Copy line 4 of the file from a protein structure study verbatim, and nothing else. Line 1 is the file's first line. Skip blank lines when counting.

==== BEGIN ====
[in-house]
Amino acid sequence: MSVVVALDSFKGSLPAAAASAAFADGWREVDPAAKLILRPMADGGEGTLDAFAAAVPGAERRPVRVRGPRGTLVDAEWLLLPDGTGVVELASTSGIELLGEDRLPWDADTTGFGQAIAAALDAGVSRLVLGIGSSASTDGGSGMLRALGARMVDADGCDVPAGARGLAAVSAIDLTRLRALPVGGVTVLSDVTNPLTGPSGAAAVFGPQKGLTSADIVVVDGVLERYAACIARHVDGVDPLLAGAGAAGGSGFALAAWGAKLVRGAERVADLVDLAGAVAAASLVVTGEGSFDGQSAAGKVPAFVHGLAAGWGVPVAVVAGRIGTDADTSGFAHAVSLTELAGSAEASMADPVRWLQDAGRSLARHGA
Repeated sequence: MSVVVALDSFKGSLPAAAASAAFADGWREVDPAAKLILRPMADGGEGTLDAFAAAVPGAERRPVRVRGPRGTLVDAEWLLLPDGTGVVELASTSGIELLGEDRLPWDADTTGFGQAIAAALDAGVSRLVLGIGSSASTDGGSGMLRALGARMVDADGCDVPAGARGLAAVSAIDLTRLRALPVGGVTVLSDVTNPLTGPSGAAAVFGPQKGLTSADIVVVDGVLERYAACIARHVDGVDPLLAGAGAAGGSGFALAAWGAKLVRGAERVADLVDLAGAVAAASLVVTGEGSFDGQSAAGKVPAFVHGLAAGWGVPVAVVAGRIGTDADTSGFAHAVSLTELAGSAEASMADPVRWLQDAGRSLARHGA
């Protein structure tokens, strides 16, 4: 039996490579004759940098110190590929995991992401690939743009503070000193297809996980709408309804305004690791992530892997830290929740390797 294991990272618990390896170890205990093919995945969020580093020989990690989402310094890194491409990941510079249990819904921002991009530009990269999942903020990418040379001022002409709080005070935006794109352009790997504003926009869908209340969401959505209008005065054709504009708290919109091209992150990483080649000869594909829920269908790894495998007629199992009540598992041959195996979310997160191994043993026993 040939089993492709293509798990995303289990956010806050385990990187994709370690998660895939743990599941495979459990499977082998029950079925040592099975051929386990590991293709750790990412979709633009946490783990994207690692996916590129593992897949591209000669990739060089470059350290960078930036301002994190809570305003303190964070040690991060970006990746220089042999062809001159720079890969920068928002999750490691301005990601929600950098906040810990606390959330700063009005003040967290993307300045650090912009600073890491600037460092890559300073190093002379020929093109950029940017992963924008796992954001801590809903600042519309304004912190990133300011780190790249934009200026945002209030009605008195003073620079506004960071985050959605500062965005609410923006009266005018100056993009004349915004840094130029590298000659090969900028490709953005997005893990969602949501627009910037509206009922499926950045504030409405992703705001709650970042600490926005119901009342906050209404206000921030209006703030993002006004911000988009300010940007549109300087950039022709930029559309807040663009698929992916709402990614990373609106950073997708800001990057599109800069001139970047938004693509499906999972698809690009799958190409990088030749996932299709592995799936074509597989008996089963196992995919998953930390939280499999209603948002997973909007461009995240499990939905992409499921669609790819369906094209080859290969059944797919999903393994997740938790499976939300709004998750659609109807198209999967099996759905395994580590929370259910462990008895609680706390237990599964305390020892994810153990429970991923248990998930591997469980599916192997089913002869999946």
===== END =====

């Protein structure tokens, strides 16, 4: 039996490579004759940098110190590929995991992401690939743009503070000193297809996980709408309804305004690791992530892997830290929740390797 294991990272618990390896170890205990093919995945969020580093020989990690989402310094890194491409990941510079249990819904921002991009530009990269999942903020990418040379001022002409709080005070935006794109352009790997504003926009869908209340969401959505209008005065054709504009708290919109091209992150990483080649000869594909829920269908790894495998007629199992009540598992041959195996979310997160191994043993026993 040939089993492709293509798990995303289990956010806050385990990187994709370690998660895939743990599941495979459990499977082998029950079925040592099975051929386990590991293709750790990412979709633009946490783990994207690692996916590129593992897949591209000669990739060089470059350290960078930036301002994190809570305003303190964070040690991060970006990746220089042999062809001159720079890969920068928002999750490691301005990601929600950098906040810990606390959330700063009005003040967290993307300045650090912009600073890491600037460092890559300073190093002379020929093109950029940017992963924008796992954001801590809903600042519309304004912190990133300011780190790249934009200026945002209030009605008195003073620079506004960071985050959605500062965005609410923006009266005018100056993009004349915004840094130029590298000659090969900028490709953005997005893990969602949501627009910037509206009922499926950045504030409405992703705001709650970042600490926005119901009342906050209404206000921030209006703030993002006004911000988009300010940007549109300087950039022709930029559309807040663009698929992916709402990614990373609106950073997708800001990057599109800069001139970047938004693509499906999972698809690009799958190409990088030749996932299709592995799936074509597989008996089963196992995919998953930390939280499999209603948002997973909007461009995240499990939905992409499921669609790819369906094209080859290969059944797919999903393994997740938790499976939300709004998750659609109807198209999967099996759905395994580590929370259910462990008895609680706390237990599964305390020892994810153990429970991923248990998930591997469980599916192997089913002869999946």